Cyprus Economy and History

Presidential Republic, independent since 1960, associated with the Commonwealth, Cyprus has seen a succession of periods of relative tranquility with waves of guerrilla warfare and violence, which have not failed to have repercussions on the economic life and distribution of the residents. The last census (December 1960) counted 577,615 residents, of which 76.6% of the Greek language and 18.1% of the Turkish language. An estimate of June 1973 estimated the residents at 659,000, with an annual increase of about 10%. Nicosia in 1971 had 117,000 residents.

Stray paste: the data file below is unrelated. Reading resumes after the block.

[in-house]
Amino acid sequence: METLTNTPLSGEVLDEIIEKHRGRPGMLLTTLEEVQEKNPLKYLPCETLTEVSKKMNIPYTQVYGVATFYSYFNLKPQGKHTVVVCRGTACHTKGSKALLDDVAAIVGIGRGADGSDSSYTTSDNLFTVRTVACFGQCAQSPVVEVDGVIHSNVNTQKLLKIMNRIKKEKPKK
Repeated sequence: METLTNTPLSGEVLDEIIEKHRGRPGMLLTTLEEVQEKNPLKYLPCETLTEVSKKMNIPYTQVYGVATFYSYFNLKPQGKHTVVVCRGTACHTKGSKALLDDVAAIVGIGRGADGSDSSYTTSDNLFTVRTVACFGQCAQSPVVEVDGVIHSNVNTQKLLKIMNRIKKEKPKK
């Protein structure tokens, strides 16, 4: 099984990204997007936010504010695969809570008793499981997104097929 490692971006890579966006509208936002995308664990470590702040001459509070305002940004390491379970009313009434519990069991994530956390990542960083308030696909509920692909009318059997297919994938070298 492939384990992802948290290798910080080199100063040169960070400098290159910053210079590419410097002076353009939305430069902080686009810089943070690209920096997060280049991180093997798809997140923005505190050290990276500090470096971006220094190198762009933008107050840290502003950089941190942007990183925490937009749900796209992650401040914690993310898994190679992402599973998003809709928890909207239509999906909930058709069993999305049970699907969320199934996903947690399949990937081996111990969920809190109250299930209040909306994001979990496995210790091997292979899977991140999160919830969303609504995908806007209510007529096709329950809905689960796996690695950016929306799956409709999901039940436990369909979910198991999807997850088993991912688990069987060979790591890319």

The conflict between the two elements which occurred in November 1963, following which UN troops intervened on the island (1964), had a notable consequence on the settlement. It caused considerable displacements with the tendency on the part of the Turks to abandon the villages in which they lived mixed with the Greeks or the small villages away from the main roads, and to create a certain number of enclaves exclusively Turkish. Major movements took place in the summer of 1974, when, following the Turkish occupation of two fifths of the island (north of a line running from Famagusta in the east to Kokkini in the west, passing through Nicosia) about 200,000 Greek-speaking Cypriots took refuge in the southwestern part of the island, while 15,000 remained in the area occupied by the Turks; 30,000 Turks instead remain in the area occupied by the Greeks.